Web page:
I am not arguing for a longer, short list of writers to anthologize, but rather for a more diverse short list, and for selections that are a more accurate correspondence of the contemporary reality of the Black literature scene. And, if not diversity and accuracy, then at least let the editors state straight up: we choose the people we like, we are arguing for the academic. Don't even pretend to survey a genre (African American poetry in the Vintage case) or a time period ("the next generation" in the Giant Steps case). While both anthologies are composed of very good writing, neither adequately fulfills its stated mission as a truly representative survey.

I doubt that the average reader or, for that matter, the average English professor would have any way to know the limitations I have cited. While I am overjoyed that these anthologies were published, I am deeply concerned that we are witnessing a deliberate (even if unconscious) skewing of the African American literary tradition. Are these anthologies literary brown bag parties?

Among African Americans, there used to be a set of light-skinned Blacks who excluded from their circle any Black person who was darker than a brown-paper bag. This was an intra-racial color-caste bar. When we focus mainly on graduate-level poets, is this not a class-based bias that is just as pernicious?

The African American literary tradition is much broader and much more politically oriented than these two anthologies would lead the uniformed reader to believe. I respect the right of the editors to select what they consider the best by whatever criteria they choose to use, but don't throw a rock and hide your hand. Don't pretend to represent the whole and put forth only one part. There are two trains running through the African American literary terrain and it does a disservice to both for one to pretend that the other does not exist or is not worthy of inclusion in the canon of literary greatness.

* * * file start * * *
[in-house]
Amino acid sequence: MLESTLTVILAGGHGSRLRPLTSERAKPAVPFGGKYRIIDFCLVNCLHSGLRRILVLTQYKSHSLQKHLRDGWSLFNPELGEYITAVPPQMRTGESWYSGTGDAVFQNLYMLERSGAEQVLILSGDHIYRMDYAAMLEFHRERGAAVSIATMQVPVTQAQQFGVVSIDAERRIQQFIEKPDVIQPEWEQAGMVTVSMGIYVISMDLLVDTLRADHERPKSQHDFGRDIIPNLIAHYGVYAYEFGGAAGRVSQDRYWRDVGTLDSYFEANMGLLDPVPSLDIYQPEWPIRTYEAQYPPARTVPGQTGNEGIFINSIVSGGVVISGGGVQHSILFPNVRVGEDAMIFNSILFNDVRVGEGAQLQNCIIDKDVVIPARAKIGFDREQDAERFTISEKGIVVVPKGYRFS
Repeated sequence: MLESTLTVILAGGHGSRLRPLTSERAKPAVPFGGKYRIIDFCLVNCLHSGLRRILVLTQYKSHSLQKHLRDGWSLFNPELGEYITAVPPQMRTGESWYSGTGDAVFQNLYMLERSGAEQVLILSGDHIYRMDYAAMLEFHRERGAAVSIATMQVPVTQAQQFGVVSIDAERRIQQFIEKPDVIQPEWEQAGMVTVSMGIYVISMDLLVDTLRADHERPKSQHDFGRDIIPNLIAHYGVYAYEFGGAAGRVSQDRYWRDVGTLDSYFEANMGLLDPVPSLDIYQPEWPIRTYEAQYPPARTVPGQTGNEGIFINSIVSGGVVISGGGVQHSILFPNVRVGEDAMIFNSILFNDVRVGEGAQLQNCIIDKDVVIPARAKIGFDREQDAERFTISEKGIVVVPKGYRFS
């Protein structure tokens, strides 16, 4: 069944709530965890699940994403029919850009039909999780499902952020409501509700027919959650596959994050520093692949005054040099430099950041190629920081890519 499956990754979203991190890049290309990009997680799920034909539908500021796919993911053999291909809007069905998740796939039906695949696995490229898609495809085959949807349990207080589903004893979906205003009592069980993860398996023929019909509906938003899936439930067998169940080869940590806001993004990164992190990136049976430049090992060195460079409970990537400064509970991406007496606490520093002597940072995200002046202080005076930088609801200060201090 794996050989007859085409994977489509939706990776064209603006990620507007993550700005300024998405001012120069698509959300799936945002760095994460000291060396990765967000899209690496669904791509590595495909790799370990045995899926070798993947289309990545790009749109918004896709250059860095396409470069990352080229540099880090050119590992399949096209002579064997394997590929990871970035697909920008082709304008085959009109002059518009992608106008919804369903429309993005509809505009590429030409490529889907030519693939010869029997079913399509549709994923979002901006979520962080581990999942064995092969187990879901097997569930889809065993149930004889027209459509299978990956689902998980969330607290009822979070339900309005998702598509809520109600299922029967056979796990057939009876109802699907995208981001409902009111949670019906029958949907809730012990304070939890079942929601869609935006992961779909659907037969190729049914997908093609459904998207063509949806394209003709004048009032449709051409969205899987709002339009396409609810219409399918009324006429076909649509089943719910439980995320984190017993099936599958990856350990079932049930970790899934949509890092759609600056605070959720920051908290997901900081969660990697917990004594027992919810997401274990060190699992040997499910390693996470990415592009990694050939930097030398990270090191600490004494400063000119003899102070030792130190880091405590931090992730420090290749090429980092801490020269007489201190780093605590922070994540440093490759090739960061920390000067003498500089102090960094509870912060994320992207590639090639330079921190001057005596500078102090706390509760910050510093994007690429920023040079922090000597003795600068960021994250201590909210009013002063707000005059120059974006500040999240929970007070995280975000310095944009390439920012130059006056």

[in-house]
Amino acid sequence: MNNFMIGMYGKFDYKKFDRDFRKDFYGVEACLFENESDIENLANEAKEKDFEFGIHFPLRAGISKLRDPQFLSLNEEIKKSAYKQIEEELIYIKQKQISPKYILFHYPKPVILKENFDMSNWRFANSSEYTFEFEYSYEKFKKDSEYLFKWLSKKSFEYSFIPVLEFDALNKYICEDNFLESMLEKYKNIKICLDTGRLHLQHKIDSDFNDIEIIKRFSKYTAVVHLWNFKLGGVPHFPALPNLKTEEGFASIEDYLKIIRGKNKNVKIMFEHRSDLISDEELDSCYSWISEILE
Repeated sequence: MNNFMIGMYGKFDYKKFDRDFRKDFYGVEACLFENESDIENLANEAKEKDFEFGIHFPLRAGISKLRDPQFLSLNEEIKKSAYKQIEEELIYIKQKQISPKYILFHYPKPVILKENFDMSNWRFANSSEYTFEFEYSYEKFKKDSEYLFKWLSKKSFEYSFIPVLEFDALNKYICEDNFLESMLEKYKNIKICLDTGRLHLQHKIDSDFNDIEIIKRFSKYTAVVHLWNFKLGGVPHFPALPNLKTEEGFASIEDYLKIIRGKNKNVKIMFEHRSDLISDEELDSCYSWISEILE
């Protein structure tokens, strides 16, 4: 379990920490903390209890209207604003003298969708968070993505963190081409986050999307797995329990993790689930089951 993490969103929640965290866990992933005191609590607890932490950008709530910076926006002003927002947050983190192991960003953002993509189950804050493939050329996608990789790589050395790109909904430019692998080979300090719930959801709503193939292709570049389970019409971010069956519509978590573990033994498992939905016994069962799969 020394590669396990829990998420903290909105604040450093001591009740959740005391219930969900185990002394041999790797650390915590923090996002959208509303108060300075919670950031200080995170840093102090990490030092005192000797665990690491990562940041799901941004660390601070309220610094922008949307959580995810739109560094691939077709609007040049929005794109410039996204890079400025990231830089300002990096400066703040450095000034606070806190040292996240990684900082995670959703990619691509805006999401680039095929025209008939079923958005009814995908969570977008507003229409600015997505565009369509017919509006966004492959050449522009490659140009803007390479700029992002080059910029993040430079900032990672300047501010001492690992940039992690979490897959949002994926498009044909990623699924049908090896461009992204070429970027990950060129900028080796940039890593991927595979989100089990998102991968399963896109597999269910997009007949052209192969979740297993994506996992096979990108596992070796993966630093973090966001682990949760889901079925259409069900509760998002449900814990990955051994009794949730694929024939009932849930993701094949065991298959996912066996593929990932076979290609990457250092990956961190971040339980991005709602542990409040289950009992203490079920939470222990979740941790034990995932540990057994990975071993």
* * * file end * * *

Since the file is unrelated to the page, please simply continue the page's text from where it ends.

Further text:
New Orleans writer Kalamu ya Salaam is founder of Nommo Literary Society, a Black writers workshop; co-founder of Runagate Multimedia; leader of the WordBand, a poetry perfomrance ensemble; and moderator of e-Drum, a listserv for Black writers and diverse supporters of their literature. He is a 1999 Senior Literature Fellow of the Fine Arts Work Center in Provincetown, MA. His latest book is The Magic of Juju: An Appreciation of the Black Arts Movement (Third World Press). Salaam's latest spoken word cd is My Story, My Song. Salaam can be reached at


The Ebony Tree by Maxine Thompson
"The Ebony Tree" by Maxine Thompson is a unique book. Written in poetic prose, "The Ebony Tree" focuses on family dynamics. It pays particularly close attention to mother-daughter relationships. The book opens with Jewel being called upon by her children while she moves up the street toward her family's home -- chores at hand, not a hint of rest. Hers is a demanding life. So too it would be. She is a mother raising her children in the 1950s. "The Ebony Tree" allows its readers to look inside Jewel and her family's circle. Witness how they relate to, build up, hurt and love one another. It is a book full of humanity's many paradoxes. Set in a time when little boys were preferred over little girls, "The Ebony Tree" exposes the pain a little girl experiences as she watches her mother give her dreams up to chores and tiredness. . . . to mothering so many children as a poor woman the most she gives her growing daughter is a prayer for her young life to be much different than her own. Highly Recommended.

About the Author:Maxine Thompson graduated from Wayne State University. She has worked as a Child Protective Services social worker. She wrote her first novel, "The Hidden Sword", when she was 16. She won honorable mention in Ebony magazine's first writing contest. In 1996 she won a PEN award. She was awarded outstanding achievement awards in 1995 and 1997 from Writer's Digest. She is online at The Ebony Tree.